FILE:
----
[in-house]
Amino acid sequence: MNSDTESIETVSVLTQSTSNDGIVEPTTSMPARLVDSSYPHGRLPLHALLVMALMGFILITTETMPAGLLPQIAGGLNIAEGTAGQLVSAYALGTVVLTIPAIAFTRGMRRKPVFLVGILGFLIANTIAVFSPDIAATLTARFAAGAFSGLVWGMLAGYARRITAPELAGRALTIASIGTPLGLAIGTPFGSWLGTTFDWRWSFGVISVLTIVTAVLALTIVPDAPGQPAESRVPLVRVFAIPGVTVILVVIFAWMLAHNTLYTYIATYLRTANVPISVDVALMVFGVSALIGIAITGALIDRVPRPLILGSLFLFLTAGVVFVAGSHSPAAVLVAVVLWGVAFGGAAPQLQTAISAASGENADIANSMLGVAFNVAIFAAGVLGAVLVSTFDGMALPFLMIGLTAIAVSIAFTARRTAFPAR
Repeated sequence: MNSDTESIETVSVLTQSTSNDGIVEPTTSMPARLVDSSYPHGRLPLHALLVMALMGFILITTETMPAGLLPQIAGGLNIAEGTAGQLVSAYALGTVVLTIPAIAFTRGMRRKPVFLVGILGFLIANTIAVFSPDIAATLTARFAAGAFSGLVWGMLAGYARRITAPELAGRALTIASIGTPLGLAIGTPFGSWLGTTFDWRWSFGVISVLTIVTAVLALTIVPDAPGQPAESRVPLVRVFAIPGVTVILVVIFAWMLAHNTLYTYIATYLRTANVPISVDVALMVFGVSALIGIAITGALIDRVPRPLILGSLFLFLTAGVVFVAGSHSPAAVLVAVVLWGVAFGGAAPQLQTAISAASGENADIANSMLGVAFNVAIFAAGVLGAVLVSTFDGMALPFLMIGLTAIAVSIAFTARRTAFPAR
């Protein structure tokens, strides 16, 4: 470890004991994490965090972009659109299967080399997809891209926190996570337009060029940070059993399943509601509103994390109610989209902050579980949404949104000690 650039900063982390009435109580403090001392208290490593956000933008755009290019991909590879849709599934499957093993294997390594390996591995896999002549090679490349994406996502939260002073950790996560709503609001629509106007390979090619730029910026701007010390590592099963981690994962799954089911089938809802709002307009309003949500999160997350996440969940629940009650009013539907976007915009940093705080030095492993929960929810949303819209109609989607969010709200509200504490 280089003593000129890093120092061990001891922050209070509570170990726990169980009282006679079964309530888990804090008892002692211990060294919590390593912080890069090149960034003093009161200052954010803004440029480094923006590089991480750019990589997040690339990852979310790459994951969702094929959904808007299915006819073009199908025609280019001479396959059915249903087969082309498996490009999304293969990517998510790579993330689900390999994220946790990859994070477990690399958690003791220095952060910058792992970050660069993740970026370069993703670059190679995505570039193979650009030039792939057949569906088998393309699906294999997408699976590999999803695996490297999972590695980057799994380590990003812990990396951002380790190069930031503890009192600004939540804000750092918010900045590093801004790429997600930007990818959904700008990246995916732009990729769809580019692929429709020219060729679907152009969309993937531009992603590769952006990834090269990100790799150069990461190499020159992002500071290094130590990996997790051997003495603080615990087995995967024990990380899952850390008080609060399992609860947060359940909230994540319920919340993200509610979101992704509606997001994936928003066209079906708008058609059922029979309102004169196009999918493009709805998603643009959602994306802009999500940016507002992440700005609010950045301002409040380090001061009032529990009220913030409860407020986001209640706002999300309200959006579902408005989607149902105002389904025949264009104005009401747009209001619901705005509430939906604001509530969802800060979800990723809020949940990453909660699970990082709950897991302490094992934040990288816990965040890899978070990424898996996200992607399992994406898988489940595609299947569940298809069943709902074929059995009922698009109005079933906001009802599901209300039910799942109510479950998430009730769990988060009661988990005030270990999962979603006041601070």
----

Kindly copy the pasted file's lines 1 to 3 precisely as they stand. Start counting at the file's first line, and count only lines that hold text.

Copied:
[in-house]
Amino acid sequence: MNSDTESIETVSVLTQSTSNDGIVEPTTSMPARLVDSSYPHGRLPLHALLVMALMGFILITTETMPAGLLPQIAGGLNIAEGTAGQLVSAYALGTVVLTIPAIAFTRGMRRKPVFLVGILGFLIANTIAVFSPDIAATLTARFAAGAFSGLVWGMLAGYARRITAPELAGRALTIASIGTPLGLAIGTPFGSWLGTTFDWRWSFGVISVLTIVTAVLALTIVPDAPGQPAESRVPLVRVFAIPGVTVILVVIFAWMLAHNTLYTYIATYLRTANVPISVDVALMVFGVSALIGIAITGALIDRVPRPLILGSLFLFLTAGVVFVAGSHSPAAVLVAVVLWGVAFGGAAPQLQTAISAASGENADIANSMLGVAFNVAIFAAGVLGAVLVSTFDGMALPFLMIGLTAIAVSIAFTARRTAFPAR
Repeated sequence: MNSDTESIETVSVLTQSTSNDGIVEPTTSMPARLVDSSYPHGRLPLHALLVMALMGFILITTETMPAGLLPQIAGGLNIAEGTAGQLVSAYALGTVVLTIPAIAFTRGMRRKPVFLVGILGFLIANTIAVFSPDIAATLTARFAAGAFSGLVWGMLAGYARRITAPELAGRALTIASIGTPLGLAIGTPFGSWLGTTFDWRWSFGVISVLTIVTAVLALTIVPDAPGQPAESRVPLVRVFAIPGVTVILVVIFAWMLAHNTLYTYIATYLRTANVPISVDVALMVFGVSALIGIAITGALIDRVPRPLILGSLFLFLTAGVVFVAGSHSPAAVLVAVVLWGVAFGGAAPQLQTAISAASGENADIANSMLGVAFNVAIFAAGVLGAVLVSTFDGMALPFLMIGLTAIAVSIAFTARRTAFPAR